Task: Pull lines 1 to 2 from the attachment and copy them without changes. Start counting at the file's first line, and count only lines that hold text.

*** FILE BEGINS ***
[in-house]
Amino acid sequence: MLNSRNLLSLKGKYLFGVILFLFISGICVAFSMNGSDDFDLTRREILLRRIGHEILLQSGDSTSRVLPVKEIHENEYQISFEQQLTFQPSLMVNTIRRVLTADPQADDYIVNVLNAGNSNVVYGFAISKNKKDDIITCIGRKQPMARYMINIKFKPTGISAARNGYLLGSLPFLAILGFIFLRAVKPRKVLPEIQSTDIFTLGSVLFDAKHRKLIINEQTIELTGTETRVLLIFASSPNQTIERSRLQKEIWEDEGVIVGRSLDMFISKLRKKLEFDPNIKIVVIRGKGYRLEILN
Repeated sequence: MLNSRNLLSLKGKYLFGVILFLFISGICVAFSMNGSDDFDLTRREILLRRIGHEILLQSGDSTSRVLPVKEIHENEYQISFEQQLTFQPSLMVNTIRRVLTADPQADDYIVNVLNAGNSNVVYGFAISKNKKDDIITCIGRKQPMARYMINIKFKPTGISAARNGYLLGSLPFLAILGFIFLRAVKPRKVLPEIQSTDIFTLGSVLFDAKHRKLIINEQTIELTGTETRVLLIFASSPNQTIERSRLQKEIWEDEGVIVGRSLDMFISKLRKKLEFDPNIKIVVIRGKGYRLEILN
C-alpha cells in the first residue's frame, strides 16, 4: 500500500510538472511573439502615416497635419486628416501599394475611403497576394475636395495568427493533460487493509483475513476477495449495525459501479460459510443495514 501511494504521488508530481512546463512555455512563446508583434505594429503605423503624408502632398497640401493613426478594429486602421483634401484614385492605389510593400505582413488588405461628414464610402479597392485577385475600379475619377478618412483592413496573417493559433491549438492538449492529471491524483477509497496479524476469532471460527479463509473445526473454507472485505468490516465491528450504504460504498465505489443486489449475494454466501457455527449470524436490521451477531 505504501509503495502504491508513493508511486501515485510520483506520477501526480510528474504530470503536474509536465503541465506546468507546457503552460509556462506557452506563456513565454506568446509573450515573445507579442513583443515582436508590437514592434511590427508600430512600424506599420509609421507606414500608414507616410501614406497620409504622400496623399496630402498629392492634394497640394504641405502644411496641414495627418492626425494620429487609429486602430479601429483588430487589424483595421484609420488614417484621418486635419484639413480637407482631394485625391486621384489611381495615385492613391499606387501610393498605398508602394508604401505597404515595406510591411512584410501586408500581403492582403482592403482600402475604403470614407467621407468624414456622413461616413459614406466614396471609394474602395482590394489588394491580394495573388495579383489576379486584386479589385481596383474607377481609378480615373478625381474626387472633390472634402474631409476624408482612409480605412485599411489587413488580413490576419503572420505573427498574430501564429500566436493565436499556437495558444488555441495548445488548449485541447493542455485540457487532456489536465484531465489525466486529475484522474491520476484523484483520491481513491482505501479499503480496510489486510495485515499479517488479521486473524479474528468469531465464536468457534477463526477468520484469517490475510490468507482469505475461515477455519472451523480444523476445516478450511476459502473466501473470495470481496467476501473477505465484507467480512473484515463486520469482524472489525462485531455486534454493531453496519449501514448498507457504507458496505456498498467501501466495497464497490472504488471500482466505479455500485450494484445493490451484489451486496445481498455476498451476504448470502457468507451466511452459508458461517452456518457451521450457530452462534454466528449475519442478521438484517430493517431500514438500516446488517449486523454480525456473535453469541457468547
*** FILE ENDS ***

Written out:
[in-house]
Amino acid sequence: MLNSRNLLSLKGKYLFGVILFLFISGICVAFSMNGSDDFDLTRREILLRRIGHEILLQSGDSTSRVLPVKEIHENEYQISFEQQLTFQPSLMVNTIRRVLTADPQADDYIVNVLNAGNSNVVYGFAISKNKKDDIITCIGRKQPMARYMINIKFKPTGISAARNGYLLGSLPFLAILGFIFLRAVKPRKVLPEIQSTDIFTLGSVLFDAKHRKLIINEQTIELTGTETRVLLIFASSPNQTIERSRLQKEIWEDEGVIVGRSLDMFISKLRKKLEFDPNIKIVVIRGKGYRLEILN